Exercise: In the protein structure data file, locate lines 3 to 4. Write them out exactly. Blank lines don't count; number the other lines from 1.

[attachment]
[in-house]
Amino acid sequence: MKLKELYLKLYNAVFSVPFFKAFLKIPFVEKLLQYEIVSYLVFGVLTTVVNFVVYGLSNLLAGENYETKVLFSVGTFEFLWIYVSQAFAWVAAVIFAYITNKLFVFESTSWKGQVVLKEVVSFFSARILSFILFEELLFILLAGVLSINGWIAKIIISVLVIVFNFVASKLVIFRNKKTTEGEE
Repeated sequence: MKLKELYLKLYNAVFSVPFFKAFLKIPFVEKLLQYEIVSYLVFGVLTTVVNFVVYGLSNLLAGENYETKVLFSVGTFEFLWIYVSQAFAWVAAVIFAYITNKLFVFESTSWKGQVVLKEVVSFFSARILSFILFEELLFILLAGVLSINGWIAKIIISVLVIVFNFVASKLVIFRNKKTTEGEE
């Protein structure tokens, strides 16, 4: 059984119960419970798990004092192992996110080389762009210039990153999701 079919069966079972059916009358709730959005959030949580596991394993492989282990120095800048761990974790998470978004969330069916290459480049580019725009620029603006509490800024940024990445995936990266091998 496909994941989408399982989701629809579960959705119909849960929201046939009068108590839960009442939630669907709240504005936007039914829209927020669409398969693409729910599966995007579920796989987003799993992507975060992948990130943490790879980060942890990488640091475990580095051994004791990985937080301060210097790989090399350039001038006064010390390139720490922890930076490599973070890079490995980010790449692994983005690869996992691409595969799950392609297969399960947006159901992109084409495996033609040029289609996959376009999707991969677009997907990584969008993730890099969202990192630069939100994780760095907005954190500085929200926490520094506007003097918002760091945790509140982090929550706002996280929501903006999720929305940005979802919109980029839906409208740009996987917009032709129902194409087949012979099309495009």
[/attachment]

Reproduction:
Repeated sequence: MKLKELYLKLYNAVFSVPFFKAFLKIPFVEKLLQYEIVSYLVFGVLTTVVNFVVYGLSNLLAGENYETKVLFSVGTFEFLWIYVSQAFAWVAAVIFAYITNKLFVFESTSWKGQVVLKEVVSFFSARILSFILFEELLFILLAGVLSINGWIAKIIISVLVIVFNFVASKLVIFRNKKTTEGEE
């Protein structure tokens, strides 16, 4: 059984119960419970798990004092192992996110080389762009210039990153999701 079919069966079972059916009358709730959005959030949580596991394993492989282990120095800048761990974790998470978004969330069916290459480049580019725009620029603006509490800024940024990445995936990266091998 496909994941989408399982989701629809579960959705119909849960929201046939009068108590839960009442939630669907709240504005936007039914829209927020669409398969693409729910599966995007579920796989987003799993992507975060992948990130943490790879980060942890990488640091475990580095051994004791990985937080301060210097790989090399350039001038006064010390390139720490922890930076490599973070890079490995980010790449692994983005690869996992691409595969799950392609297969399960947006159901992109084409495996033609040029289609996959376009999707991969677009997907990584969008993730890099969202990192630069939100994780760095907005954190500085929200926490520094506007003097918002760091945790509140982090929550706002996280929501903006999720929305940005979802919109980029839906409208740009996987917009032709129902194409087949012979099309495009």